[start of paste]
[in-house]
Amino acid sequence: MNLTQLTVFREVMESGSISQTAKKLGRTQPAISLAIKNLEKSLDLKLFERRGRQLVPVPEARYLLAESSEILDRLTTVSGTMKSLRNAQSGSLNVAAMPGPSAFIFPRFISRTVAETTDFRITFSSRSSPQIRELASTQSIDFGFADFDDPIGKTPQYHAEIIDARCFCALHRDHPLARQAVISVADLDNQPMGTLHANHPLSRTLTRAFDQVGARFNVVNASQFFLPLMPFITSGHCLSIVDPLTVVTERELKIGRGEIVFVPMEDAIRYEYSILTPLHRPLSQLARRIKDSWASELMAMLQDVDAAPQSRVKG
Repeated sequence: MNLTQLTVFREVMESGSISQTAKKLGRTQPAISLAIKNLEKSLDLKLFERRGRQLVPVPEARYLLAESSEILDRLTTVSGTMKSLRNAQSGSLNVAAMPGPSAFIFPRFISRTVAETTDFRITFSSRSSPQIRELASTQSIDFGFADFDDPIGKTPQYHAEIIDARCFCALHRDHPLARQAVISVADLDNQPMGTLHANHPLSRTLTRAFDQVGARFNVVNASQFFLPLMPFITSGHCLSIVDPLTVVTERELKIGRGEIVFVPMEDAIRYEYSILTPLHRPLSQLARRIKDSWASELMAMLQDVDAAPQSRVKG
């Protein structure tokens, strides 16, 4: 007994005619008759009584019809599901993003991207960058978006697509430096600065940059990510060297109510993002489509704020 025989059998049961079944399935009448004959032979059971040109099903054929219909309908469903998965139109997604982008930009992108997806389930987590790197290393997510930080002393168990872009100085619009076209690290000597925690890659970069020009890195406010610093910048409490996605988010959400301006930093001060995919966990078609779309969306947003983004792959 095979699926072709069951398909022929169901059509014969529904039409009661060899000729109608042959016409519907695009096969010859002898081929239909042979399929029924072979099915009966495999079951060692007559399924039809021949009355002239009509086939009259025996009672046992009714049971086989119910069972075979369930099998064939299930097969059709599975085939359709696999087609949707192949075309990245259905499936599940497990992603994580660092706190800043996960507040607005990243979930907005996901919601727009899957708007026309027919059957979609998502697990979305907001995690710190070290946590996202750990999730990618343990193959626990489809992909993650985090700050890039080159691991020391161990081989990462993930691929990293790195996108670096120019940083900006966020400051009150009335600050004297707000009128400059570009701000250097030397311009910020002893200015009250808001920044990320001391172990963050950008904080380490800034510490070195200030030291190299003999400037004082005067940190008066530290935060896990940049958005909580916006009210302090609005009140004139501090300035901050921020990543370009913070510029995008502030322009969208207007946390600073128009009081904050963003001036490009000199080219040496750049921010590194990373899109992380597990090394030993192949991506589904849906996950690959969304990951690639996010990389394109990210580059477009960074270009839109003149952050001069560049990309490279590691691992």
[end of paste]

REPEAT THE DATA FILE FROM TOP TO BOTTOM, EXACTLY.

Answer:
[in-house]
Amino acid sequence: MNLTQLTVFREVMESGSISQTAKKLGRTQPAISLAIKNLEKSLDLKLFERRGRQLVPVPEARYLLAESSEILDRLTTVSGTMKSLRNAQSGSLNVAAMPGPSAFIFPRFISRTVAETTDFRITFSSRSSPQIRELASTQSIDFGFADFDDPIGKTPQYHAEIIDARCFCALHRDHPLARQAVISVADLDNQPMGTLHANHPLSRTLTRAFDQVGARFNVVNASQFFLPLMPFITSGHCLSIVDPLTVVTERELKIGRGEIVFVPMEDAIRYEYSILTPLHRPLSQLARRIKDSWASELMAMLQDVDAAPQSRVKG
Repeated sequence: MNLTQLTVFREVMESGSISQTAKKLGRTQPAISLAIKNLEKSLDLKLFERRGRQLVPVPEARYLLAESSEILDRLTTVSGTMKSLRNAQSGSLNVAAMPGPSAFIFPRFISRTVAETTDFRITFSSRSSPQIRELASTQSIDFGFADFDDPIGKTPQYHAEIIDARCFCALHRDHPLARQAVISVADLDNQPMGTLHANHPLSRTLTRAFDQVGARFNVVNASQFFLPLMPFITSGHCLSIVDPLTVVTERELKIGRGEIVFVPMEDAIRYEYSILTPLHRPLSQLARRIKDSWASELMAMLQDVDAAPQSRVKG
């Protein structure tokens, strides 16, 4: 007994005619008759009584019809599901993003991207960058978006697509430096600065940059990510060297109510993002489509704020 025989059998049961079944399935009448004959032979059971040109099903054929219909309908469903998965139109997604982008930009992108997806389930987590790197290393997510930080002393168990872009100085619009076209690290000597925690890659970069020009890195406010610093910048409490996605988010959400301006930093001060995919966990078609779309969306947003983004792959 095979699926072709069951398909022929169901059509014969529904039409009661060899000729109608042959016409519907695009096969010859002898081929239909042979399929029924072979099915009966495999079951060692007559399924039809021949009355002239009509086939009259025996009672046992009714049971086989119910069972075979369930099998064939299930097969059709599975085939359709696999087609949707192949075309990245259905499936599940497990992603994580660092706190800043996960507040607005990243979930907005996901919601727009899957708007026309027919059957979609998502697990979305907001995690710190070290946590996202750990999730990618343990193959626990489809992909993650985090700050890039080159691991020391161990081989990462993930691929990293790195996108670096120019940083900006966020400051009150009335600050004297707000009128400059570009701000250097030397311009910020002893200015009250808001920044990320001391172990963050950008904080380490800034510490070195200030030291190299003999400037004082005067940190008066530290935060896990940049958005909580916006009210302090609005009140004139501090300035901050921020990543370009913070510029995008502030322009969208207007946390600073128009009081904050963003001036490009000199080219040496750049921010590194990373899109992380597990090394030993192949991506589904849906996950690959969304990951690639996010990389394109990210580059477009960074270009839109003149952050001069560049990309490279590691691992």